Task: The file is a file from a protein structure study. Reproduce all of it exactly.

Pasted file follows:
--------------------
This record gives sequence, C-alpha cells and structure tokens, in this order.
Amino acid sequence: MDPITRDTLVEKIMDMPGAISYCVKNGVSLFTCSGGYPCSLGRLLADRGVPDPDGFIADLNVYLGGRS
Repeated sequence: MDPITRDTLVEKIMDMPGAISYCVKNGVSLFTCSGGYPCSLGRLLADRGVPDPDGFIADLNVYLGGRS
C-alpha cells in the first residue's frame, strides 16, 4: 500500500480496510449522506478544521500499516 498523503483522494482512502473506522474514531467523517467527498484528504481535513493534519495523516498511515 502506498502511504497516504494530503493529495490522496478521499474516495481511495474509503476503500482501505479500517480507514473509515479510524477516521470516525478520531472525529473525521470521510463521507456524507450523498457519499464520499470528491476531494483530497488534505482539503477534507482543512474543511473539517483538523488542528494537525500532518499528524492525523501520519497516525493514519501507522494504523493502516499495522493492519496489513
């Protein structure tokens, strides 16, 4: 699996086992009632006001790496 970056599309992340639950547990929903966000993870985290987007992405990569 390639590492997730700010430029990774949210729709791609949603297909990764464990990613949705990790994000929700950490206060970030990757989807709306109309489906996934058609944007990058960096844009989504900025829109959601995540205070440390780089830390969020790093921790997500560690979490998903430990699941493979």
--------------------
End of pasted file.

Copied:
This record gives sequence, C-alpha cells and structure tokens, in this order.
Amino acid sequence: MDPITRDTLVEKIMDMPGAISYCVKNGVSLFTCSGGYPCSLGRLLADRGVPDPDGFIADLNVYLGGRS
Repeated sequence: MDPITRDTLVEKIMDMPGAISYCVKNGVSLFTCSGGYPCSLGRLLADRGVPDPDGFIADLNVYLGGRS
C-alpha cells in the first residue's frame, strides 16, 4: 500500500480496510449522506478544521500499516 498523503483522494482512502473506522474514531467523517467527498484528504481535513493534519495523516498511515 502506498502511504497516504494530503493529495490522496478521499474516495481511495474509503476503500482501505479500517480507514473509515479510524477516521470516525478520531472525529473525521470521510463521507456524507450523498457519499464520499470528491476531494483530497488534505482539503477534507482543512474543511473539517483538523488542528494537525500532518499528524492525523501520519497516525493514519501507522494504523493502516499495522493492519496489513
């Protein structure tokens, strides 16, 4: 699996086992009632006001790496 970056599309992340639950547990929903966000993870985290987007992405990569 390639590492997730700010430029990774949210729709791609949603297909990764464990990613949705990790994000929700950490206060970030990757989807709306109309489906996934058609944007990058960096844009989504900025829109959601995540205070440390780089830390969020790093921790997500560690979490998903430990699941493979």